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The New French: Bring on the Butter

There is only one thing The New French is looking to do, and it is clearly to butter you up. The only obviously French technique employed by the quirky bistro on Hudson St in the West Village is to use butter, liberally. Other than that though, The New French is hardly what you would expect – it is very much not a French restaurant.

Dark smoky walls, small antique chandeliers, and pen etchings on parchment yellow walls set a distinctly funky vintage vibe. The room is small and crowded, stuffed to the gills with well-dressed Village hipster types chatting over fashion magazines and the New Yorker. The nonchalant hostess saunters smoothly around the clustered tables – not particularly welcoming but not unfriendly and incompetent either. Perhaps she is, in fact, the most bizarrely French aspect of this plain and quirky little spot.

The homey simple open kitchen pumps out very adventurous cuisine. The New French is really a funky American bistro -and American in its embrace of innovative melting pot cuisine. The brunch menu features everything from Vietnamese pho soup to pulled pork sandwiches to a hearty steak & eggs. The extra-savory sandwiches, including a remarkably tender grilled chicken option, come with addictive shoestring fries that are absolutely impossible to just leave on the plate (trust me, I unfortunately know…). The dinner menu is similarly diverse, ranging from Vegetable Curry to succulent burgers to Roasted Halibut and Brisket on Ciabatta. The food is universally well-executed, doused in buttery goodness, and the mark of an excellent chef.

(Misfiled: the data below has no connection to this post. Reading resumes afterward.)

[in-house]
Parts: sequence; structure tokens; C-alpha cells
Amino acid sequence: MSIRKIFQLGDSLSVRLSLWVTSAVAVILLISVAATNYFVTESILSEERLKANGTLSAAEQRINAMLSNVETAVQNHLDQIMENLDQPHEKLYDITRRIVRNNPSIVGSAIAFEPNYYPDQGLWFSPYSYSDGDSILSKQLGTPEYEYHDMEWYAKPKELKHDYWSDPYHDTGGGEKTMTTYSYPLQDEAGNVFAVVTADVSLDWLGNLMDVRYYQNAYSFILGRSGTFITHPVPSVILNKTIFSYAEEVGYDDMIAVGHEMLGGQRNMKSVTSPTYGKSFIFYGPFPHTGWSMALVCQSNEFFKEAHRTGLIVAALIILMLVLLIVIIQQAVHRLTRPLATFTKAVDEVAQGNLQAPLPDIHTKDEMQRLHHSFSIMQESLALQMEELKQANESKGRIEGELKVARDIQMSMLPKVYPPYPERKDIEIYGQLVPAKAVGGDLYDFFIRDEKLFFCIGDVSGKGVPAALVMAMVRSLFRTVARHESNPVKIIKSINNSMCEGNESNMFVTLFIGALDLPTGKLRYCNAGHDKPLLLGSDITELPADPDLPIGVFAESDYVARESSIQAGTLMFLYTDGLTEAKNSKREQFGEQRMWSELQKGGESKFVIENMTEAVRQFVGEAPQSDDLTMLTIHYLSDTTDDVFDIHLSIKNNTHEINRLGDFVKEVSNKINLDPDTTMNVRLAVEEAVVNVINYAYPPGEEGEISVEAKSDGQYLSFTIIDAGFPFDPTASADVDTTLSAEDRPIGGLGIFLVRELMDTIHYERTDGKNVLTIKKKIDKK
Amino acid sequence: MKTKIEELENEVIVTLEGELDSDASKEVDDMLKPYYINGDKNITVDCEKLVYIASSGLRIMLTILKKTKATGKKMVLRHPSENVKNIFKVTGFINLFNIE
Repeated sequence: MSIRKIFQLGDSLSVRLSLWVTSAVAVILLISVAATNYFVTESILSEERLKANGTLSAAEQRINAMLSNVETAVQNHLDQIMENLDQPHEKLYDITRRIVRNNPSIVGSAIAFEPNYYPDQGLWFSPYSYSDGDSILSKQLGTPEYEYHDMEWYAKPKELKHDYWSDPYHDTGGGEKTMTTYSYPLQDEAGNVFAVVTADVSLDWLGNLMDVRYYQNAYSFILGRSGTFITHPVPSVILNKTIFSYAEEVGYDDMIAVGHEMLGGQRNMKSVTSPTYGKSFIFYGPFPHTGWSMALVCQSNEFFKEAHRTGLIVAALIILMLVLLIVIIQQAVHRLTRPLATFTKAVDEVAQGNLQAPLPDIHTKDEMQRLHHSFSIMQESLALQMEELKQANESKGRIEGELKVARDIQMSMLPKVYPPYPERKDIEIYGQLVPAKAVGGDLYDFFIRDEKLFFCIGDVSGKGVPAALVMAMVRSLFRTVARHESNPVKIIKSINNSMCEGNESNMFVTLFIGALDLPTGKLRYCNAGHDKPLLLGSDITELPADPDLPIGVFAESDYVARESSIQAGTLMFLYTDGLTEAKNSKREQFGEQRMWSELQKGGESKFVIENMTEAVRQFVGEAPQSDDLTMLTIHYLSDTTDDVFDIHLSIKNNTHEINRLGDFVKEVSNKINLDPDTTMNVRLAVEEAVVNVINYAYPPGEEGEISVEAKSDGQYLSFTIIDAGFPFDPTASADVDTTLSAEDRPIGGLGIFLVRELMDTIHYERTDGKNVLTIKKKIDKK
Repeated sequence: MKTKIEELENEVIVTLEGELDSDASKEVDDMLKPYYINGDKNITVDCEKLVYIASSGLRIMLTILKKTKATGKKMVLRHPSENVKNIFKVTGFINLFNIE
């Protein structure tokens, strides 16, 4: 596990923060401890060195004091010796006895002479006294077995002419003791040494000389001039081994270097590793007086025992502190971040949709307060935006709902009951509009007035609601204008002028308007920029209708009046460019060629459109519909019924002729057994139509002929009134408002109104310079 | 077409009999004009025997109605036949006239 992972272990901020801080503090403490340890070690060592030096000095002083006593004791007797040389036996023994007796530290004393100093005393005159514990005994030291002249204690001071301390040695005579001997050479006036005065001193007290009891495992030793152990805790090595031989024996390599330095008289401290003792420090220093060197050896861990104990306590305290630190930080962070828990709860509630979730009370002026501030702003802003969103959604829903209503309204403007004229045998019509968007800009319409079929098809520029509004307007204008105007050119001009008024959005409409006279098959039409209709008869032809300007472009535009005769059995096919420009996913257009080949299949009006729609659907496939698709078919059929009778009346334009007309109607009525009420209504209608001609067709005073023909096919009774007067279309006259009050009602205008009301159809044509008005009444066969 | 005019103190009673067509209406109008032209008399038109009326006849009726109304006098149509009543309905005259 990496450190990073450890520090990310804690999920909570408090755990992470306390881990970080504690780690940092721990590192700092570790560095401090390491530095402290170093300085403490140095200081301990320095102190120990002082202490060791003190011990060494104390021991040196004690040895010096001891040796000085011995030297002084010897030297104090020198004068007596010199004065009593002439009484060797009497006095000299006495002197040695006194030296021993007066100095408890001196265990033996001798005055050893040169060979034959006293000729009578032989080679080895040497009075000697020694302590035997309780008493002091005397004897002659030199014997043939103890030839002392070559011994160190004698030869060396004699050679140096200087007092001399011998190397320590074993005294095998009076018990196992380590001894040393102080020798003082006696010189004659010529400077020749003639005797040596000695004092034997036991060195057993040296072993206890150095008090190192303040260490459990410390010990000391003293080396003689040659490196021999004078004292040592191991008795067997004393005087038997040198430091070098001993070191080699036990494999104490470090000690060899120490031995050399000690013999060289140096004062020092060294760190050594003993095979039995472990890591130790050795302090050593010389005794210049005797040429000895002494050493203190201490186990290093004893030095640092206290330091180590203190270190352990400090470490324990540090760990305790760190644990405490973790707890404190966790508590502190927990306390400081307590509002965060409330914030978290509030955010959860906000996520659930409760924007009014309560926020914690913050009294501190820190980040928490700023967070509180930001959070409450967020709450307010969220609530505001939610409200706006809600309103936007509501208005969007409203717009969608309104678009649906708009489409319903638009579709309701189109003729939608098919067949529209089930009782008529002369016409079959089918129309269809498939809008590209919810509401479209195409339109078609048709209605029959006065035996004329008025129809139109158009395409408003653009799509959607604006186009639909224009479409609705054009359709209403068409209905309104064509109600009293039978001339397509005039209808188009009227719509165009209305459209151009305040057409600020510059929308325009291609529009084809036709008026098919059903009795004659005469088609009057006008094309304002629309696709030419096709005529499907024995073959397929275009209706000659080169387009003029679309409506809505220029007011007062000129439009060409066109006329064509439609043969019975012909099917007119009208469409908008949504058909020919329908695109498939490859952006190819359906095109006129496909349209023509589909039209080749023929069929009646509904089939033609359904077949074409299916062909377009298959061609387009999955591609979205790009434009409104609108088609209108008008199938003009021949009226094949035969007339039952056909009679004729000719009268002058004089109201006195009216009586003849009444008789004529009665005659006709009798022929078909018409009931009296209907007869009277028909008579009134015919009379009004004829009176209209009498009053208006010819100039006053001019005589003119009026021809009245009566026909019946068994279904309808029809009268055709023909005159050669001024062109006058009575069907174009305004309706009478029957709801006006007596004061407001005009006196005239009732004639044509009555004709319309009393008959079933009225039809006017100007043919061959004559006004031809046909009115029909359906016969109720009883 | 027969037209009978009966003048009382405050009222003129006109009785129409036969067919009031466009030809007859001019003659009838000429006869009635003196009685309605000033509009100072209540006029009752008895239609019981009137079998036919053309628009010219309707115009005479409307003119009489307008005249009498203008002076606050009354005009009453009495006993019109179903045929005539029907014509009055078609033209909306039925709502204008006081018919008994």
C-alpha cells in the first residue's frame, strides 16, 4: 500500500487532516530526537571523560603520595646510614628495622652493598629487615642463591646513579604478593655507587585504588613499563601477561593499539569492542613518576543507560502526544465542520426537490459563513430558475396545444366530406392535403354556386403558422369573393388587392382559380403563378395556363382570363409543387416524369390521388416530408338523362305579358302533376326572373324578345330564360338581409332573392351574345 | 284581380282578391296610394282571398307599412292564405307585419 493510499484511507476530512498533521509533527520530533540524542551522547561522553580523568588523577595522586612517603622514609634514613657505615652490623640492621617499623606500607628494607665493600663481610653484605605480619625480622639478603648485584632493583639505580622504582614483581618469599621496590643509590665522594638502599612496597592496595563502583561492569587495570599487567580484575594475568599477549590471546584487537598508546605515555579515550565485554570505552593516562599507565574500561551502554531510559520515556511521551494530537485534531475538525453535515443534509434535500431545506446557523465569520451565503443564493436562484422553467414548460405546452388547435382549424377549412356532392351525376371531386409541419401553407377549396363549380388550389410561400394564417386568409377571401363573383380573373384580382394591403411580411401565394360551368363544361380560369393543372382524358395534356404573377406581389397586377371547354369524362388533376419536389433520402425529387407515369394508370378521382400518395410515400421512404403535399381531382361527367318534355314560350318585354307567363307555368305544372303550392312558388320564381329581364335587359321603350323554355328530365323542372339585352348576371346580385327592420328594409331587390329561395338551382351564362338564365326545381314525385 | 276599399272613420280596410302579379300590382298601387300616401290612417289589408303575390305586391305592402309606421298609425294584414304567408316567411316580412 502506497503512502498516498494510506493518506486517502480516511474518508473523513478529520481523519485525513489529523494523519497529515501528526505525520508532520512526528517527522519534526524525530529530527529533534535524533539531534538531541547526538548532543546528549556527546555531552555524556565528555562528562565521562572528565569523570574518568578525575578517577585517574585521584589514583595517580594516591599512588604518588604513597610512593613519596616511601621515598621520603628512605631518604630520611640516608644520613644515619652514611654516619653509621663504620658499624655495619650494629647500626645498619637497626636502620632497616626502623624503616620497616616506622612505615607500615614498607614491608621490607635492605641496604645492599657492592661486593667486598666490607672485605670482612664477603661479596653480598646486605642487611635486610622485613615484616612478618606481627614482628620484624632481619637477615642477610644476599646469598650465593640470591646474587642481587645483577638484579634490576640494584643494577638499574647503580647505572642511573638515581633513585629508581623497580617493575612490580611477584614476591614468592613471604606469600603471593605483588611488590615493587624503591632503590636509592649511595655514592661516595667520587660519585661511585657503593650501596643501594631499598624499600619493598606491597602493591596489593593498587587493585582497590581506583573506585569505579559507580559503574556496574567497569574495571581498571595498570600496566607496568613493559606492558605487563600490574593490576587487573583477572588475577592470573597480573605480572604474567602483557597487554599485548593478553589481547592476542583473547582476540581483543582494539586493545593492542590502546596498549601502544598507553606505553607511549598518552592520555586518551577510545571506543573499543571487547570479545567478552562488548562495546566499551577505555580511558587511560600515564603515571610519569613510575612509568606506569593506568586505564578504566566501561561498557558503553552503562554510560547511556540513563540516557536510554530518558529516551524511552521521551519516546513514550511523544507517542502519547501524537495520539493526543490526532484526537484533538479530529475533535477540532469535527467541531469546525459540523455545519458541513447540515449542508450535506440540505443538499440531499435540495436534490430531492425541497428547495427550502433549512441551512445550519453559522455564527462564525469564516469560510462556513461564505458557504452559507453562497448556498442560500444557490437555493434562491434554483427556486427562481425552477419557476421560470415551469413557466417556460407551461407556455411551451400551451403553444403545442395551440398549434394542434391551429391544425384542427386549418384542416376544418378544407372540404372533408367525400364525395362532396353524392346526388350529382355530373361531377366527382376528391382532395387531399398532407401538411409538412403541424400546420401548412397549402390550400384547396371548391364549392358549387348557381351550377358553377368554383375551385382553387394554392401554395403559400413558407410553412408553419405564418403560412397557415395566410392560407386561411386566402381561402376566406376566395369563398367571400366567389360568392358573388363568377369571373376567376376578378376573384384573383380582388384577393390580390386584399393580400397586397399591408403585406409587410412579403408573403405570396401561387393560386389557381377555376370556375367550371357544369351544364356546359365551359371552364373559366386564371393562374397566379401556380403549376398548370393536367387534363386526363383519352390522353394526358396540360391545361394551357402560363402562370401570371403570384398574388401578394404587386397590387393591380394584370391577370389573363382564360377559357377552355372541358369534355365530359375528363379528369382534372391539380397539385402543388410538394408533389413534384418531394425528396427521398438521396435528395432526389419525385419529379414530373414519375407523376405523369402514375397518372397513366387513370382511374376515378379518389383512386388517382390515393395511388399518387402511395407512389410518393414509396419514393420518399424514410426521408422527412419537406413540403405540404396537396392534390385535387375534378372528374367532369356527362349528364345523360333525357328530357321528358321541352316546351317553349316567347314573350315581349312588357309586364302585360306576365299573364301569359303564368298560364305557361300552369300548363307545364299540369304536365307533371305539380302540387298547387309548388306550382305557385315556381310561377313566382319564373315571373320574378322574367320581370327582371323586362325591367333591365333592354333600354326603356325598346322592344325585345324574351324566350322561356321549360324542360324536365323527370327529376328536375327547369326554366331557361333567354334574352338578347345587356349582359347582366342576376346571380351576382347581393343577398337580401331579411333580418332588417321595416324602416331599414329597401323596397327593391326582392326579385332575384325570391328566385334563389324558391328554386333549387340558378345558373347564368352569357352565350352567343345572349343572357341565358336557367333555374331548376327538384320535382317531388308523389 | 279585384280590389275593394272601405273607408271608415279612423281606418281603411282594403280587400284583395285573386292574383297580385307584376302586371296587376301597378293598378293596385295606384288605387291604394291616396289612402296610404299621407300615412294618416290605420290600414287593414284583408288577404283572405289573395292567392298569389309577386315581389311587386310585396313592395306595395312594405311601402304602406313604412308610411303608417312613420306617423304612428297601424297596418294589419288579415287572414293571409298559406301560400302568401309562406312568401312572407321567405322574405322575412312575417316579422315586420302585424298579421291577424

The New French embodies that New York je-ne-sais-quoi. It is absolutely quirky, dark, charming, and unlike anything you’d find in any other major American dining destination. The rocker waitstaff are probably struggling artists, but it doesn’t matter because they’re both friendly and efficient. The New French is almost irritatingly made for the hipster crowd, offering a home base for skinny boys in ratty sweaters and unpressed plaid and for dolled up chicks with expensive bedhead and in distressed dark denim. Yet, I’ll let the yummy satisfying cuisine speak for itself, in the universal language of delicious food, and give The New French a golden ticket to West Village brunch stardom.

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